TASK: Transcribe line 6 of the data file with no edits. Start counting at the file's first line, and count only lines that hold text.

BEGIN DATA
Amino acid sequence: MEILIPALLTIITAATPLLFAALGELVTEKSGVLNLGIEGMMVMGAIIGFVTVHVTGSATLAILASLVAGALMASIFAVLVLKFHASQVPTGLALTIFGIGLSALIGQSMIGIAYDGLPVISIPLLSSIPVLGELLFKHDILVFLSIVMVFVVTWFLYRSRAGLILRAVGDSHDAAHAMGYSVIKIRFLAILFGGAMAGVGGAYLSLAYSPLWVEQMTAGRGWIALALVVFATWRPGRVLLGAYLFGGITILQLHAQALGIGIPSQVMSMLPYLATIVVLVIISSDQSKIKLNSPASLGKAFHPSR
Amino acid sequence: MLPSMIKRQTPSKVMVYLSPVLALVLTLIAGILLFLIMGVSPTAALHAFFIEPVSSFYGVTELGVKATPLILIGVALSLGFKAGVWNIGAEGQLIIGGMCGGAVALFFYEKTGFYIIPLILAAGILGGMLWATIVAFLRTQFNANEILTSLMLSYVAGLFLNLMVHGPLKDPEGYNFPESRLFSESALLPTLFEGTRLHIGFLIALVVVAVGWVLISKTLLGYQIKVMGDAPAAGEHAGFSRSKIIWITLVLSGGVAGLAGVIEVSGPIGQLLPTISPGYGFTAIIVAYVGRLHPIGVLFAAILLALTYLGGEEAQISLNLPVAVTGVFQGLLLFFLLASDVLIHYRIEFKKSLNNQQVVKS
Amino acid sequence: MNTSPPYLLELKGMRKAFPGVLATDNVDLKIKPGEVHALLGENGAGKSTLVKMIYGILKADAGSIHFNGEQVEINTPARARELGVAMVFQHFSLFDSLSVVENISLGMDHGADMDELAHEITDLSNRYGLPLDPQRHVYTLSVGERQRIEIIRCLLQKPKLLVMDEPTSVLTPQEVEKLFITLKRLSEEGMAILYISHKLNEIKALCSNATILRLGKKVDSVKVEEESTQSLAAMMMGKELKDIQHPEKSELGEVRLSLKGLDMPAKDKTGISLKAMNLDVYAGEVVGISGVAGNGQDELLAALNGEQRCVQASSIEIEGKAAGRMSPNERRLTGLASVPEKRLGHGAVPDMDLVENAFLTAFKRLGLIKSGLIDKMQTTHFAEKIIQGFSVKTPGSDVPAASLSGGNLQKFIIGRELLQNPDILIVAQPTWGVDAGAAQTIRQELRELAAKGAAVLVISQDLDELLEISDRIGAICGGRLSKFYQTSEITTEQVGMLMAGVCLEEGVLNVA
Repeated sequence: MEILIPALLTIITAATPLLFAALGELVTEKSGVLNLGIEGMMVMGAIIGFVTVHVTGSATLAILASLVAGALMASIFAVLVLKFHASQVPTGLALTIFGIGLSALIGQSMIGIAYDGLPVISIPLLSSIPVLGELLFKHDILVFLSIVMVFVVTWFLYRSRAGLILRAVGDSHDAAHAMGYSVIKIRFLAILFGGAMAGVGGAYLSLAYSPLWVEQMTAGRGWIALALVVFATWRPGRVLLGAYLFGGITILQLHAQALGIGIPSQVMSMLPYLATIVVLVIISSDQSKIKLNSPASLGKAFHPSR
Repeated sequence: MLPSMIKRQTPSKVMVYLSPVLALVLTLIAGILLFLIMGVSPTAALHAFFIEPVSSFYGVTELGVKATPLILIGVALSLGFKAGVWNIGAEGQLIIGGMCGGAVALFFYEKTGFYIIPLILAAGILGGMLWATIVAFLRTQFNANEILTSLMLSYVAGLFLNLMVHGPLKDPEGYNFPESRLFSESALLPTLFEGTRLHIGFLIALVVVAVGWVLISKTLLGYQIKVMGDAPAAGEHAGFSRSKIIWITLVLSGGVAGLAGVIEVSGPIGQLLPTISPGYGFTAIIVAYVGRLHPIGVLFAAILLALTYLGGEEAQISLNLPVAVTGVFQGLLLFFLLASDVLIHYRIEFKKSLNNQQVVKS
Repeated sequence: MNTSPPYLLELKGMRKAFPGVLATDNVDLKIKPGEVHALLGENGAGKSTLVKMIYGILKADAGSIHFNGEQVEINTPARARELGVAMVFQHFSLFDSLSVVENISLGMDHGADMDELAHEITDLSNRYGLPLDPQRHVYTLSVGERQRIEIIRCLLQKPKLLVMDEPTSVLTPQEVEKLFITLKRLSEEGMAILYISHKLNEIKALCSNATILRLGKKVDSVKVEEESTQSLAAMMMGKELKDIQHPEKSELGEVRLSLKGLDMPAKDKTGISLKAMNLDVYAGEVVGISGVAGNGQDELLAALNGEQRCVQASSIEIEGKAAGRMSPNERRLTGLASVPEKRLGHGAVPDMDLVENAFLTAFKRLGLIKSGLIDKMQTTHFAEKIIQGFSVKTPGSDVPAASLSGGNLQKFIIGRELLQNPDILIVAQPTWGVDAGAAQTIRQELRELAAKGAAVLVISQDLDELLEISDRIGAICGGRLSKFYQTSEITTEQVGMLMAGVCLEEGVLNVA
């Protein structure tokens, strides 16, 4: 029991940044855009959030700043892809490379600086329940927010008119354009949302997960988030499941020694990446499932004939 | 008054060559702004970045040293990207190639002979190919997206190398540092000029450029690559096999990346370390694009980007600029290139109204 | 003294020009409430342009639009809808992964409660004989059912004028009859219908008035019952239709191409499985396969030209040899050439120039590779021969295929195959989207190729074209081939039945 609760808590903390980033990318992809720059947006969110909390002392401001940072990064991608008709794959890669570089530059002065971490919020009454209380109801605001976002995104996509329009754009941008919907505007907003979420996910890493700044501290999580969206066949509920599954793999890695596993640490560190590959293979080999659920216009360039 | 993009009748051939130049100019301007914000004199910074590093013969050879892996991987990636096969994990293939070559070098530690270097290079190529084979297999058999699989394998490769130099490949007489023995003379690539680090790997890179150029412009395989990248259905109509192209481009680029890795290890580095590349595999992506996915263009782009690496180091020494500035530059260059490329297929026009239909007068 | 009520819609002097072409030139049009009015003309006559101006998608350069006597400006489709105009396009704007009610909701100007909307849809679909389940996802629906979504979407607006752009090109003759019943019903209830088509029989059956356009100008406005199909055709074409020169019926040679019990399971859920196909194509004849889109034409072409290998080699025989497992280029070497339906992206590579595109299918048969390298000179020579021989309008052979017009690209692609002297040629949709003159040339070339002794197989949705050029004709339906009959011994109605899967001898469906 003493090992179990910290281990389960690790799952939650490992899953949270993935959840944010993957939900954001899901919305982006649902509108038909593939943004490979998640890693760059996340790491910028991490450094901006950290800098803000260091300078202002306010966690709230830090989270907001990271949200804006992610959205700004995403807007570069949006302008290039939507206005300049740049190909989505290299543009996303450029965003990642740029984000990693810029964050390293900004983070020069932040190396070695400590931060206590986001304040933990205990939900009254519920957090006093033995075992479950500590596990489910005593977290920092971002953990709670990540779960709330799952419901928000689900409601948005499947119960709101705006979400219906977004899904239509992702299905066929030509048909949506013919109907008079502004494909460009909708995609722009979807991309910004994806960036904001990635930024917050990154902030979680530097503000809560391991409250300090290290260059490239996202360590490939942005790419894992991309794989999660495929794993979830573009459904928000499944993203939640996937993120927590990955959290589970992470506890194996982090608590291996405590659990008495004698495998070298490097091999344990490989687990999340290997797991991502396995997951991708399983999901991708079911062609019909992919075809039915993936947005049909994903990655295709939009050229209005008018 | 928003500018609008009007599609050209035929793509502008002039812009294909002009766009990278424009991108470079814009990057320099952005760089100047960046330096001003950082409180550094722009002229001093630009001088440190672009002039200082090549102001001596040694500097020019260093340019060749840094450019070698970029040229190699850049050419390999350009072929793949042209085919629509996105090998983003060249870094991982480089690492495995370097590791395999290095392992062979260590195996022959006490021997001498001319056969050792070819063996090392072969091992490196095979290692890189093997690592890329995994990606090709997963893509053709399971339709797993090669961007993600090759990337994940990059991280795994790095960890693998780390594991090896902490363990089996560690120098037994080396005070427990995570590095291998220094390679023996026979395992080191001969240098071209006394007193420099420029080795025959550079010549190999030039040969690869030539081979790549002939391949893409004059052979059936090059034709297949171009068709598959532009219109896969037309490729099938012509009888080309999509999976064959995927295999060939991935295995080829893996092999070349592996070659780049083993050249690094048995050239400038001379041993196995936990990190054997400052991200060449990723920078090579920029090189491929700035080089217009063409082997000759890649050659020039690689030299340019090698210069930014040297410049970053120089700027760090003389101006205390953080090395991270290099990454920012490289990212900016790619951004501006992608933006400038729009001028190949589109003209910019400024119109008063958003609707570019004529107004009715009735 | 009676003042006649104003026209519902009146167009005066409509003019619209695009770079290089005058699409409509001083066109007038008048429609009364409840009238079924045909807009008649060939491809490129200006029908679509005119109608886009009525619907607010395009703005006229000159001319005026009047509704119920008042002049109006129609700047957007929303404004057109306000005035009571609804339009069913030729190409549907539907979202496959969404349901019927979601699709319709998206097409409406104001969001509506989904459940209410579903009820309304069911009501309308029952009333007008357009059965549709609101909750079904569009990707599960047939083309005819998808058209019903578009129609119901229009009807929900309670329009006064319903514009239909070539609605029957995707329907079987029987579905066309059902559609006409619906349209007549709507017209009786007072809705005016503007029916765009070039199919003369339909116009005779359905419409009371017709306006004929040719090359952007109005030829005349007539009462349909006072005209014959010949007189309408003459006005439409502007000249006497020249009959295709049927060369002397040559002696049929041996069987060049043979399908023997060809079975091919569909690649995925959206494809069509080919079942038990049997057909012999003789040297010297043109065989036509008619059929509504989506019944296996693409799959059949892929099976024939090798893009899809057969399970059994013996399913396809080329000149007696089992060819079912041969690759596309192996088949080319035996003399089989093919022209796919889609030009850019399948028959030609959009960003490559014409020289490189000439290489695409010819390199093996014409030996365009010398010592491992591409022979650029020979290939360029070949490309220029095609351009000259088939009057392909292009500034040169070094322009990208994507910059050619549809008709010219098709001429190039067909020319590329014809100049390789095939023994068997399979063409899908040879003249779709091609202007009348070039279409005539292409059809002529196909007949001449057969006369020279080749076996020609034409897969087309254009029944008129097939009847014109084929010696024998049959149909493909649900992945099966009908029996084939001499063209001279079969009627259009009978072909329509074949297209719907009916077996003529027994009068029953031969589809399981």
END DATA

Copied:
Repeated sequence: MNTSPPYLLELKGMRKAFPGVLATDNVDLKIKPGEVHALLGENGAGKSTLVKMIYGILKADAGSIHFNGEQVEINTPARARELGVAMVFQHFSLFDSLSVVENISLGMDHGADMDELAHEITDLSNRYGLPLDPQRHVYTLSVGERQRIEIIRCLLQKPKLLVMDEPTSVLTPQEVEKLFITLKRLSEEGMAILYISHKLNEIKALCSNATILRLGKKVDSVKVEEESTQSLAAMMMGKELKDIQHPEKSELGEVRLSLKGLDMPAKDKTGISLKAMNLDVYAGEVVGISGVAGNGQDELLAALNGEQRCVQASSIEIEGKAAGRMSPNERRLTGLASVPEKRLGHGAVPDMDLVENAFLTAFKRLGLIKSGLIDKMQTTHFAEKIIQGFSVKTPGSDVPAASLSGGNLQKFIIGRELLQNPDILIVAQPTWGVDAGAAQTIRQELRELAAKGAAVLVISQDLDELLEISDRIGAICGGRLSKFYQTSEITTEQVGMLMAGVCLEEGVLNVA